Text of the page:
Remember, that 'retinoid uglies' are likely to be temporary, and it will take time before you see the end result. You have three skin layers—the epidermis, dermis, and subcutaneous tissue. Your epidermis is your visible layer, and renews approximately every 28 days.
In general, retinol is one of the more gentle varieties of retinoids, however, “if you're going to experience shedding it will begin on day three to five of daily night time use, and this usually continues for about five to 10 days depending on your skin type and the percentage of retinol you've used,” adds Ejikeme.
"You can definitely prevent [the retinoid uglies]," he says. "First, make sure it's applied to dry skin. Apply every third night for the first two weeks, then every second night for the next week, and so on so that your skin can get acclimated to it.
If your skin gets red or discolored and inflamed to the point where you are in pain, ice the area or apply a cold compress to help soothe your skin. Keep your skin routine as basic and gentle as possible while your skin heals from retinol burn, rinsing with cool water once per day and skipping makeup if you're able to.
With retinoids, it's often a “worse-before-better” type of situation. Typical side effects include dryness, tightness, peeling, and redness — especially when first starting out. These side effects usually subside after two to four weeks until the skin acclimates.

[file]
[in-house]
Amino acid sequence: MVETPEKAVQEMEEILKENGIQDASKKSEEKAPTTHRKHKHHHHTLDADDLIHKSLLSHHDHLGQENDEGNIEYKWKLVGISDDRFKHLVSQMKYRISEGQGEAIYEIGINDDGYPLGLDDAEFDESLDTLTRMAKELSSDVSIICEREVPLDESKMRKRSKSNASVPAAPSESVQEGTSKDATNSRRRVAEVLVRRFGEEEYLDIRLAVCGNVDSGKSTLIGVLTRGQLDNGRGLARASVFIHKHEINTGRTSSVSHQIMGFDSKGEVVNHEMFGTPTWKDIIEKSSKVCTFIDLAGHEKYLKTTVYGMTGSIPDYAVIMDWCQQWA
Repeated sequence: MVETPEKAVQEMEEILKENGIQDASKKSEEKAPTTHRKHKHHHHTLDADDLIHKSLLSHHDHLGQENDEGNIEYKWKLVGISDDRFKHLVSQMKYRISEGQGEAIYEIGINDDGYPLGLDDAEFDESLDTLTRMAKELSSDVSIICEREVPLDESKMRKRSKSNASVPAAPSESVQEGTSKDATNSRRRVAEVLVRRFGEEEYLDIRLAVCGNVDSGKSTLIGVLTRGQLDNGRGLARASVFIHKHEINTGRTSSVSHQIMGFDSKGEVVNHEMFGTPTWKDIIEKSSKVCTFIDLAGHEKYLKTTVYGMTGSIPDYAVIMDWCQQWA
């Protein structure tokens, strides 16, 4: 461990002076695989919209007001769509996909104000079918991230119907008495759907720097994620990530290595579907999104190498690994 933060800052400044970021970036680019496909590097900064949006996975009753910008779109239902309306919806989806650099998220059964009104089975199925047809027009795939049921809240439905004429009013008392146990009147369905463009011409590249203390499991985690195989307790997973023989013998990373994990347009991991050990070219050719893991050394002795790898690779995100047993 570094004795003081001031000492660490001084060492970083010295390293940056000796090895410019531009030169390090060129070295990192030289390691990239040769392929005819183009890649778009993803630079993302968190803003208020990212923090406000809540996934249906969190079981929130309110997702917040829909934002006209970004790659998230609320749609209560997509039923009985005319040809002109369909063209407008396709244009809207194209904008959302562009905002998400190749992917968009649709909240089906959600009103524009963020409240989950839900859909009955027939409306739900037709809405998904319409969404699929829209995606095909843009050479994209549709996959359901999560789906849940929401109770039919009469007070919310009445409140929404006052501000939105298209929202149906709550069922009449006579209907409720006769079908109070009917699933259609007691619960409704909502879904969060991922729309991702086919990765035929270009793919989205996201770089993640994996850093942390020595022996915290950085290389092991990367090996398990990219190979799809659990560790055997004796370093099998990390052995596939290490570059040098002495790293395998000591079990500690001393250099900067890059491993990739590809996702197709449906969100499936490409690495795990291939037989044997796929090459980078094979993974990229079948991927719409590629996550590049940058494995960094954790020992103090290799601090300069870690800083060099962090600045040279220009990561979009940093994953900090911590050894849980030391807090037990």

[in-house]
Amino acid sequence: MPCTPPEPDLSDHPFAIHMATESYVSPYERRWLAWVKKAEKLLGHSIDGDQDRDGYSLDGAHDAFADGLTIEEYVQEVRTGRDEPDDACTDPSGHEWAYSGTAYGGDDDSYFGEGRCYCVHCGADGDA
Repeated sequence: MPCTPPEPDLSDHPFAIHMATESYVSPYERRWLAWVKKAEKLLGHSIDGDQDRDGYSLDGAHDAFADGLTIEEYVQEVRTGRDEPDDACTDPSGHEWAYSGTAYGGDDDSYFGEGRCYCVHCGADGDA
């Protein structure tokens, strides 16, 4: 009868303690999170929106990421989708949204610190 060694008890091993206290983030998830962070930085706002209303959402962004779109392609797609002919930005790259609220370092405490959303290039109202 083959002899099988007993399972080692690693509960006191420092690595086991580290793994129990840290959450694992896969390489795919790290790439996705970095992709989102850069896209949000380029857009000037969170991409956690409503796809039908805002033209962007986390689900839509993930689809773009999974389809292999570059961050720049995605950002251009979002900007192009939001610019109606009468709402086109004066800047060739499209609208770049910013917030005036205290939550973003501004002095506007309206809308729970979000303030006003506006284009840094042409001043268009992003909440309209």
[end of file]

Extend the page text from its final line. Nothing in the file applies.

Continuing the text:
Peeling, redness, and irritation are common onset reactions for some people when they first start to use retinol. Some reactions get so bad that the common term used to describe the list of effects has been dubbed the “retinol uglies”. Note from a skincare expert: Many things in life get worse before they get better.
Purging is slightly different, appearing on the skin mostly as blackheads or small skin-coloured bumps just under the surface of the skin. But it is also possible for purging to cause similar spots to a breakout, too.
Your first port of call should be retinoids, thanks to their ability to speed up cell turnover and fade superficial scars in the process. That said, deeper, more indented scars are less likely to respond, according to Dr. Mahto, who rates The Ordinary's Granactive Retinoid 2% in Emulsion, £8.
You might also get more breakouts once you start using retinoids. Keep calm and stick with it. “It's common to see acne get worse before it gets better, as the retinoids can cause a mass 'purge,'” says Robinson. Basically, as skin cell turnover increases, new clogs rise to the top.
Generally, it takes a few weeks to see results, but some OTC options may require months of regular use. Most dermatologists said you'll need to use retinol for a few weeks before you see results, but you should see improvements by 12 weeks with most products.
First, the answer is yes, retinol can make wrinkles worse, especially when you first start using it. What is happening is a drying effect, and one can get epidermal sliding from separation from the dermis.
“This will make your skin look older and accentuate wrinkles” — which is probably not what you're going for when you start using the stuff. And there's no question that retinol makes your skin more sensitive to the sun.